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On its way: a radical simplification of mutual funds

SEBI wants that each fund company should have only one fund of each type. This could be a great thing for the Indian investor


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On its way: a radical simplification of mutual funds

There's some talk that mutual fund regulator SEBI is planning to limit the number of funds that mutual fund companies can operate. If true, this is a brilliant idea that should be implemented quickly. This one change alone would go a long way in ensuring that mutual fund investors will choose a fund that is suitable for them, and will stick to it. It would be reform that is entirely positive, with no downside whatsoever.

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Each company will be allowed only one fund of each type. The idea is to reduce the complexity of the choices that investors have to make. Currently, there are over 2500 distinct funds, and several plans under most of them. Even if one looks at broad categories like equity, debt or hybrid, there are hundreds of funds in each. There is no way that an investors can make sense of this huge number and choose after understanding what he or she is investing in.

SEBI is said to be targeting this complexity at the level of each AMC, where each one should have just one or two funds in each category. I guess the final degree of simplification would depend on how 'category' defined, but according to reports, there will be eight debt fund categories and six for equity funds. While fixed income funds are mostly of interest to corporate and professional investors who are better equipped to understand complexity, the retail-focussed equity funds will be much easier to understand for investors. The equity categories that SEBI is said to be planning are large cap, mid-cap, micro-cap, ELSS, balanced funds, arbitrage funds and concentrated funds.

The biggest positive impact will come from the categories being easier to understand for investors. In terms of risk vs potential returns, each of these can be easily mapped to a particular need. A potential investor can easily choose which one is most suitable. Beyond simply choosing a category, the real payoff will come in being able to unambiguously compare different funds. Today, no two fund companies define their funds in exactly the same way. As a result, salesmen can always avoid any comparison with another fund companies' fund that might be doing better. The salesperson can always spin some tale about how the other fund is of a different type and has a different goal or has some hidden weakness.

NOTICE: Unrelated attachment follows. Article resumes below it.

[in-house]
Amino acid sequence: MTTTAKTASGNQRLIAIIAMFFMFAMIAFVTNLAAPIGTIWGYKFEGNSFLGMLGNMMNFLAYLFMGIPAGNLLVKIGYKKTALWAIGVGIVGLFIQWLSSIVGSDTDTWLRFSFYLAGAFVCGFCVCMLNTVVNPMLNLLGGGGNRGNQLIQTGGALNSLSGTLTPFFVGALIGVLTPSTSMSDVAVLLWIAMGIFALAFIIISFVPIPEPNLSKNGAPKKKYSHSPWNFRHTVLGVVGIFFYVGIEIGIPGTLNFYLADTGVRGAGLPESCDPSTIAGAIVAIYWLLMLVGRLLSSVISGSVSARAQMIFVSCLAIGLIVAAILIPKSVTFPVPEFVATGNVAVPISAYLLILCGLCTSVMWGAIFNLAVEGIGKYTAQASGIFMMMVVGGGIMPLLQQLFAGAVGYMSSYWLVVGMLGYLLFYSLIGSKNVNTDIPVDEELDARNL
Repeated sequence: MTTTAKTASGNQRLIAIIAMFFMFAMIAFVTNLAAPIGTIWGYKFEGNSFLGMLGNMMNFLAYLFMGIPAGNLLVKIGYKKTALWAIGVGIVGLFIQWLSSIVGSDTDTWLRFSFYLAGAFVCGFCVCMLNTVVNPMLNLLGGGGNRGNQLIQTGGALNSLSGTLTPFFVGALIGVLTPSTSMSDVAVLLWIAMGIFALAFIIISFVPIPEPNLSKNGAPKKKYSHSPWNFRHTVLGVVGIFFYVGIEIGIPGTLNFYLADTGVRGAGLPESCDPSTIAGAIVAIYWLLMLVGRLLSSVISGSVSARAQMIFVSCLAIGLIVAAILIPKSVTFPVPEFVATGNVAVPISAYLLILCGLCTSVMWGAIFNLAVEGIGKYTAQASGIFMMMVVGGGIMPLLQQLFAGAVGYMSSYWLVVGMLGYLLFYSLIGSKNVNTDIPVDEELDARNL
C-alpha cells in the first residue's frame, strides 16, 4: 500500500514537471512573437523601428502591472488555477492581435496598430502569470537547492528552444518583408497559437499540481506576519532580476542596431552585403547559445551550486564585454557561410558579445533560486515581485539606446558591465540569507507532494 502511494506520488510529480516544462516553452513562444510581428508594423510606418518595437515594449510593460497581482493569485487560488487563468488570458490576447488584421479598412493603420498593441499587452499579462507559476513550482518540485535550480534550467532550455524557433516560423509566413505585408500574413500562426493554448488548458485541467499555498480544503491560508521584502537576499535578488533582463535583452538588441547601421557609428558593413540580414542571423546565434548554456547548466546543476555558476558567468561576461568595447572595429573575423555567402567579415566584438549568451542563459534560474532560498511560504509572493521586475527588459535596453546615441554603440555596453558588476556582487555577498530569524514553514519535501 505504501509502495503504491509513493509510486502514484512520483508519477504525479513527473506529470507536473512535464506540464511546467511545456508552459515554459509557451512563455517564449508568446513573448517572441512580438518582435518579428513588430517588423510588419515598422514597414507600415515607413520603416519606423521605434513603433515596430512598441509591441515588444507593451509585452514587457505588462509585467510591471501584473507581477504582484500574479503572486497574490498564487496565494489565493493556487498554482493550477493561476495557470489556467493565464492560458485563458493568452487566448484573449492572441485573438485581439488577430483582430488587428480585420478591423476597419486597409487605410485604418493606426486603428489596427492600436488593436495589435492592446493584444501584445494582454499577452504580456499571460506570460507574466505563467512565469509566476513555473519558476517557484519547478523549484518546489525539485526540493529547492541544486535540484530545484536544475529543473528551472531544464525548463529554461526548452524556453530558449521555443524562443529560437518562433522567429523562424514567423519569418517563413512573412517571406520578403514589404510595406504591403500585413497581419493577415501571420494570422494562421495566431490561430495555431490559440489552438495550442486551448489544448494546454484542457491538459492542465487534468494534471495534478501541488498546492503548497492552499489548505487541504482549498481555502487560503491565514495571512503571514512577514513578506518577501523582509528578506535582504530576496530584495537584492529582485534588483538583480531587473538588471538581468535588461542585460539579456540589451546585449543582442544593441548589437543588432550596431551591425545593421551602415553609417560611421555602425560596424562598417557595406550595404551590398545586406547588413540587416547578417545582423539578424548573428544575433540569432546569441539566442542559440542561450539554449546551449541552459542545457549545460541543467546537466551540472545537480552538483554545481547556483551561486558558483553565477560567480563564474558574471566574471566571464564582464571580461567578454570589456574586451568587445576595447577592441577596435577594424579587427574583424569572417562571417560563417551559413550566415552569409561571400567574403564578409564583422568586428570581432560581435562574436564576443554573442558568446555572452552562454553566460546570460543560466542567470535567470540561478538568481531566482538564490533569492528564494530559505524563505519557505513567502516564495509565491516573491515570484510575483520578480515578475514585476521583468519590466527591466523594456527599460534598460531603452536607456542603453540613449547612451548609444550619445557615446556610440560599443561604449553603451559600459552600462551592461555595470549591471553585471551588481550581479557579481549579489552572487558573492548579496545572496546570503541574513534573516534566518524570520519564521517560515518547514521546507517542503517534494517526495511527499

With each fund unambiguously placed in a statutorily defined category, this kind of obfuscation will become impossible. If you are running a large-cap fund, then it must be comparable with every other large cap fund that exists. Obviously, fund marketers are going to hate this. The very reason that there are such a huge number of funds in India is that they have mostly been sold on the basis of novel features. Like any consumer product from soaps to phones to cars, marketers try to guide customers into thinking about features (real or imaginary) and away from evaluating inherent quality. In investment products, this is really bad for the customers.

De-featurisation and commodisation will make funds comparable and help investors make the right choice. In fact, this is a major part of what Value Research has been doing all these years. Classifying funds into categories and comparing like with like helps investors discover the truth about their investments.

SEBI's move will give this categorisation regulatory authority and make comparison unambiguous. I'm sure there will be a lot of push back from the fund industry on how this will reduce choice and thus have a negative impact, but don't believe that for a moment. There are 40 fund companies in India and if a large proportion have a fund in each category, that's plenty of choice. Moreover, it's the right kind of choice, where all funds are comparable and the potential investor can focus on which are the better ones.

If SEBI pushes through this plan for radical simplification, it will be the best thing to happen to the Indian fund investor.

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